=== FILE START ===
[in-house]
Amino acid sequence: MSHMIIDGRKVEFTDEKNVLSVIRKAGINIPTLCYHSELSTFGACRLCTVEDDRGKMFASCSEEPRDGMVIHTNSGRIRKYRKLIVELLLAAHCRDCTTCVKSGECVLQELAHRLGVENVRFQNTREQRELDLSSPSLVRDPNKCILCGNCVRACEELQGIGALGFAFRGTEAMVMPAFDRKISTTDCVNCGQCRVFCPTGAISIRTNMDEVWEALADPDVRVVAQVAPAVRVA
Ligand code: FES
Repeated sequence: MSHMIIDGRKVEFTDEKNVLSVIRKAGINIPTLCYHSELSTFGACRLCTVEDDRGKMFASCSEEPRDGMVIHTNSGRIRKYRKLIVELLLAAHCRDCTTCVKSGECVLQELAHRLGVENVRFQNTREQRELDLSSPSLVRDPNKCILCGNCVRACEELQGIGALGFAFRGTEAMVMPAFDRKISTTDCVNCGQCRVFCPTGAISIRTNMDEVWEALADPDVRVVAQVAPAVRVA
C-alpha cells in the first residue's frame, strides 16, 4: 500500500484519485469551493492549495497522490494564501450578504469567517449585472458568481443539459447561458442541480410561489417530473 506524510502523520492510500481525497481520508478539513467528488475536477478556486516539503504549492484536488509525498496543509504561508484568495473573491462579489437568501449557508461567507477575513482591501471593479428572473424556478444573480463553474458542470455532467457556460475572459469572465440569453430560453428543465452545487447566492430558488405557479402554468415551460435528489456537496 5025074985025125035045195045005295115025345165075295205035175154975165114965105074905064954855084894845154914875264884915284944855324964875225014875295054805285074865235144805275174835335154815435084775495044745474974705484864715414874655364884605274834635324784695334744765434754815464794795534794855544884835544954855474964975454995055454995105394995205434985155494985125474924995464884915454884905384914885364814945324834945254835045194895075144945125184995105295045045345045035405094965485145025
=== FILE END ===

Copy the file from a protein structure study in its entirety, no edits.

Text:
[in-house]
Amino acid sequence: MSHMIIDGRKVEFTDEKNVLSVIRKAGINIPTLCYHSELSTFGACRLCTVEDDRGKMFASCSEEPRDGMVIHTNSGRIRKYRKLIVELLLAAHCRDCTTCVKSGECVLQELAHRLGVENVRFQNTREQRELDLSSPSLVRDPNKCILCGNCVRACEELQGIGALGFAFRGTEAMVMPAFDRKISTTDCVNCGQCRVFCPTGAISIRTNMDEVWEALADPDVRVVAQVAPAVRVA
Ligand code: FES
Repeated sequence: MSHMIIDGRKVEFTDEKNVLSVIRKAGINIPTLCYHSELSTFGACRLCTVEDDRGKMFASCSEEPRDGMVIHTNSGRIRKYRKLIVELLLAAHCRDCTTCVKSGECVLQELAHRLGVENVRFQNTREQRELDLSSPSLVRDPNKCILCGNCVRACEELQGIGALGFAFRGTEAMVMPAFDRKISTTDCVNCGQCRVFCPTGAISIRTNMDEVWEALADPDVRVVAQVAPAVRVA
C-alpha cells in the first residue's frame, strides 16, 4: 500500500484519485469551493492549495497522490494564501450578504469567517449585472458568481443539459447561458442541480410561489417530473 506524510502523520492510500481525497481520508478539513467528488475536477478556486516539503504549492484536488509525498496543509504561508484568495473573491462579489437568501449557508461567507477575513482591501471593479428572473424556478444573480463553474458542470455532467457556460475572459469572465440569453430560453428543465452545487447566492430558488405557479402554468415551460435528489456537496 5025074985025125035045195045005295115025345165075295205035175154975165114965105074905064954855084894845154914875264884915284944855324964875225014875295054805285074865235144805275174835335154815435084775495044745474974705484864715414874655364884605274834635324784695334744765434754815464794795534794855544884835544954855474964975454995055454995105394995205434985155494985125474924995464884915454884905384914885364814945324834945254835045194895075144945125184995105295045045345045035405094965485145025